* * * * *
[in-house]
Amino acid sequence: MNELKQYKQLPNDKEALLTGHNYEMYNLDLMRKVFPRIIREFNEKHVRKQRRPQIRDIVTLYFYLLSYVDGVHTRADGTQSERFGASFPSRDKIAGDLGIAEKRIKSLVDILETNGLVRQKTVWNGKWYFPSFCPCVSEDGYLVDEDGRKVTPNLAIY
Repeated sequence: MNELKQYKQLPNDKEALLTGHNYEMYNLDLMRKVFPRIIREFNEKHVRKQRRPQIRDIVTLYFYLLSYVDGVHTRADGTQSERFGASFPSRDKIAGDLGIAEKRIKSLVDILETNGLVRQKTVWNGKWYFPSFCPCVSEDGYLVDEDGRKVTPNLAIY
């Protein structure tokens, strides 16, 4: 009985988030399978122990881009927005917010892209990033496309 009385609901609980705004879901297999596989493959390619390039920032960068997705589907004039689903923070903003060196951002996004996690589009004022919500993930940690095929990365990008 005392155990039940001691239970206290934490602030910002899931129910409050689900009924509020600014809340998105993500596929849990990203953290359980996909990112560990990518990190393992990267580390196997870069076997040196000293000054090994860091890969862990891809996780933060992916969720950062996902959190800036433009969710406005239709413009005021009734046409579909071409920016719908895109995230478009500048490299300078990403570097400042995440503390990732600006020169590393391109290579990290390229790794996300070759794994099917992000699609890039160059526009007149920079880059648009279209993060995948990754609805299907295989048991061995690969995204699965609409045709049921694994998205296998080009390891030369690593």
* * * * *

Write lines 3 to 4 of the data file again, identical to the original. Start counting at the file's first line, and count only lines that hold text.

Repeated sequence: MNELKQYKQLPNDKEALLTGHNYEMYNLDLMRKVFPRIIREFNEKHVRKQRRPQIRDIVTLYFYLLSYVDGVHTRADGTQSERFGASFPSRDKIAGDLGIAEKRIKSLVDILETNGLVRQKTVWNGKWYFPSFCPCVSEDGYLVDEDGRKVTPNLAIY
């Protein structure tokens, strides 16, 4: 009985988030399978122990881009927005917010892209990033496309 009385609901609980705004879901297999596989493959390619390039920032960068997705589907004039689903923070903003060196951002996004996690589009004022919500993930940690095929990365990008 005392155990039940001691239970206290934490602030910002899931129910409050689900009924509020600014809340998105993500596929849990990203953290359980996909990112560990990518990190393992990267580390196997870069076997040196000293000054090994860091890969862990891809996780933060992916969720950062996902959190800036433009969710406005239709413009005021009734046409579909071409920016719908895109995230478009500048490299300078990403570097400042995440503390990732600006020169590393391109290579990290390229790794996300070759794994099917992000699609890039160059526009007149920079880059648009279209993060995948990754609805299907295989048991061995690969995204699965609409045709049921694994998205296998080009390891030369690593």